NY Times Book Review 10 Best Illustrated Children's Books of 2011
People: Blexbolex

Unforgettable: Loretta Ellsworth

Book: Unforgettable
Author: Loretta Ellsworth
Pages: 272
Age Range: 12 and up

Bk_unfor_120I really liked Unforgettable, a new young adult title by Loretta Ellsworth. It's about a boy named Baxter Green who, after an early childhood fall, ends up with perfect memory. This, in and of itself, is fascinating (it's not as positive a thing as one might think). But Ellsworth uses Baxter's struggles with his unusual gift as background for a suspenseful story about running away from a recently released convicted felon, reinventing oneself, fitting in at a small high school, and even environmental activism. It's a surprisingly compelling mix. Had my schedule permitted, I think that I would have read Unforgettable in a single sitting.

Baxter is an intriguing and likeable character, despite making some poor decisions. Reading this book, I found myself really wondering "what would it be like to never forget anything?" There would certainly be upsides (schoolwork would be easier, you'd never run into someone and forget their name, etc.). But Unforgettable makes it clear that living with every bit of your past accessible to you, even the things that you'd rather forget, isn't always a fun thing. Here's Baxter on his first day at a new high school (after 3 years of being homeschooled):

"I'm not used to this place, to the swarm of bodies and books in the hallways. My head swirls and I try to stay focused and in the present. It's hard wit the memories pressing in, triggered by random thoughts and smells and sounds. There's a constant battle in my head over past and present. Too often, the past wins.

For most people, memory is like sand. It shifts and settles over the open spaces of the mind, piling memory on top of memory until what's left is a fragile sand castle in the brain, one that will crack and leak out all the old memories when the flood of new ones pours in. But my memory is like stone. It's hard and permanent, and most of all, it's always present, a living monument to my own history." (Page 6)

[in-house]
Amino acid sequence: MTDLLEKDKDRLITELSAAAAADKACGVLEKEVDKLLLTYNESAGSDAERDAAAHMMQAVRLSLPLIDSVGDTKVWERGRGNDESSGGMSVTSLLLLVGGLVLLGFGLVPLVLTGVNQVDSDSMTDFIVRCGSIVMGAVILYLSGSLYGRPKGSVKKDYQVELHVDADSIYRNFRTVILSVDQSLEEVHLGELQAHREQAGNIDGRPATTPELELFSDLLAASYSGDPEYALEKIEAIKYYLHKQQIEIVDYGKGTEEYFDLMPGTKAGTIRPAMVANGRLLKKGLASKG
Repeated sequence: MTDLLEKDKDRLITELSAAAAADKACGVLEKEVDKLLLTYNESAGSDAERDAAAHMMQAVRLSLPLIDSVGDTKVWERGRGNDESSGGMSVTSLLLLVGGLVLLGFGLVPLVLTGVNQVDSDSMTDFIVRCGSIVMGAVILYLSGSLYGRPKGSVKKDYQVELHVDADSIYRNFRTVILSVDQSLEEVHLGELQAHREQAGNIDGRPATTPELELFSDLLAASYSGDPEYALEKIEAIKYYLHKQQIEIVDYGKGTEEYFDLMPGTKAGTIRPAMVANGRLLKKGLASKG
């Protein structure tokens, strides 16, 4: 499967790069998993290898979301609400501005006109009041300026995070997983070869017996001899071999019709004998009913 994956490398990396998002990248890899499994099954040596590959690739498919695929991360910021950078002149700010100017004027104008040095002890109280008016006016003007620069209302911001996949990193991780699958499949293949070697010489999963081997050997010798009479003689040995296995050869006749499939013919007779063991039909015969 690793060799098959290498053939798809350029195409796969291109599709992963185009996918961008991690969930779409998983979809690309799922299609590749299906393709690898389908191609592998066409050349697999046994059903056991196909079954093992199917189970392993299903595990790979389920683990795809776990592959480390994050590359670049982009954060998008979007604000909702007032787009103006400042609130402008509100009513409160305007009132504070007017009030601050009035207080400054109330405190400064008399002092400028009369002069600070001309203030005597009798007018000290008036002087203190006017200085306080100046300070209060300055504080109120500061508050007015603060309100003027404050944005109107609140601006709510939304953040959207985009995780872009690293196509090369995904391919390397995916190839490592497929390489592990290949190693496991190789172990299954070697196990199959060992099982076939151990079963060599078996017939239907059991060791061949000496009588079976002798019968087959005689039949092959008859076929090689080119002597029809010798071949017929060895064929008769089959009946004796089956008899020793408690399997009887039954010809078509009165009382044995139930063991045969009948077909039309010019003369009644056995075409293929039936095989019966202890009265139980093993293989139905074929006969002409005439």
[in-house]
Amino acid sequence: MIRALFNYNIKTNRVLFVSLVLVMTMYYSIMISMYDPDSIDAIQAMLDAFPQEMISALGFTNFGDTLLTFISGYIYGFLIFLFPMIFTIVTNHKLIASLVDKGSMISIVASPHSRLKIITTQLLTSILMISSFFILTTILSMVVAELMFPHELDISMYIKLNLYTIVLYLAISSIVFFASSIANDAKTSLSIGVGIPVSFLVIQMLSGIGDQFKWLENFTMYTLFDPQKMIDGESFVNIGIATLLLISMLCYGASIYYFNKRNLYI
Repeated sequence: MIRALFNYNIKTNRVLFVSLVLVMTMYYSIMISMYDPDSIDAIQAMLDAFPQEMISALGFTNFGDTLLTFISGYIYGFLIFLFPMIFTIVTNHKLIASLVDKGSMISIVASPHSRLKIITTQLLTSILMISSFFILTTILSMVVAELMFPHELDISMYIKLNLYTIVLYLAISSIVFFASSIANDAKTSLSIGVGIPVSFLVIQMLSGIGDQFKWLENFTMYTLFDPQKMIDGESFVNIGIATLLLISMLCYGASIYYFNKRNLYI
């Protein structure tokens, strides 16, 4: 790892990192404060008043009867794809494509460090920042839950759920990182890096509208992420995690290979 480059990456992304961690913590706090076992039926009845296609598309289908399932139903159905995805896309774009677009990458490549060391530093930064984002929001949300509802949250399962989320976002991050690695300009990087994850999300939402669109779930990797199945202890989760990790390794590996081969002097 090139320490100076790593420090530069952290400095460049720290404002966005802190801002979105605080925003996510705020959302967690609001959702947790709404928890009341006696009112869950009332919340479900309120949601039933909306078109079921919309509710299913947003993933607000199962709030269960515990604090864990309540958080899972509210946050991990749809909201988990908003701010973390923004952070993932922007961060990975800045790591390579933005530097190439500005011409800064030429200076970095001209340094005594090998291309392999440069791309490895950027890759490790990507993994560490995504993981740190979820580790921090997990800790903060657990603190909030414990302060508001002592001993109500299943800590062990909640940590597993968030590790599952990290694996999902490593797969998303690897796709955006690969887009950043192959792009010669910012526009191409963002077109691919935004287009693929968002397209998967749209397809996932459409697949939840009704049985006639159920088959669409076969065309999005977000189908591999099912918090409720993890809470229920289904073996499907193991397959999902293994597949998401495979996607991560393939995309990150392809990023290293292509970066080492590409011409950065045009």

Imagine being able to remember every fall (or slap in the face by your mother's irate boyfriend). Imagine being the 12-year-old tool of an unscrupulous thief, using you to memorize credit card numbers. Imagine still missing your best friend from kindergarten, and remembering every single thing that you ever did together. Imagine zoning out in school, as the stream of memories overwhelms you. Imagine the teasing when you spout out random facts like an encyclopedia. Well, you get the idea.

Baxter's mom is a little bit of a stereotype (single mom taken in by ne'er-do-well boyfriend), but there's a wonderful scene in which she reassures Baxter that his memory really is a gift. Like Baxter, she is imperfect but ultimately likeable. Several other characters, particularly the girl that Baxter has a crush on, are crisp and multi-dimensional, too, though I found a few of the secondary characters a bit fuzzy.

Ellsworth's portrayal of a small mining town in Minnesota feels dead-on, too (though I've never actually visited such a town, and can't say for sure). The environmental conflict, health risks to miners in a town where the mine offers the only jobs, is realistic, and no easy, shortcut solutions are provided.

Unforgettable features a premise that draws the reader in, an intriguing and suspenseful plot, a unique narrator, and a solid setting. Ellsworth so solidly inhabits Baxter's voice that it's hard to even comment on the writing style - it's just Baxter. With passages like this:

"On the way to school I sit in my usual spot on the bus, fifth seat from the front on the left-hand side. We're halfway to school when a green car passes us going the opposite direction. For a moment, I think it's a Camaro. A metallic, fern green Camaro. But I'm not sure because I only get a glimpse and it's gone now.

I lean my head against the window and clutch my stomach. I have an acid taste in my throat. I look at my watch but the memories spill out like a waking dream and I'm stuck back with him again." (Page 88)

Although Unforgettable is young adult fiction (Baxter is 15 and in high school), I think this would be an ok read for middle schoolers. There's some kissing, but no other "mature behavior." And Baxter's quirky talent renders him a bit less mature for his age, in many ways. So, worth a look for strong younger readers.

All in all, Unforgettable is a strong and memorable book, one that I would recommend to anyone looking for good realistic YA fiction (ok, the photographic memory isn't common, but it's still more realistic than vampires or dystopias).

Publisher: Walker Books for Young Readers (@BWKids)
Publication Date: September 27, 2011
Source of Book: Review copy from the publisher

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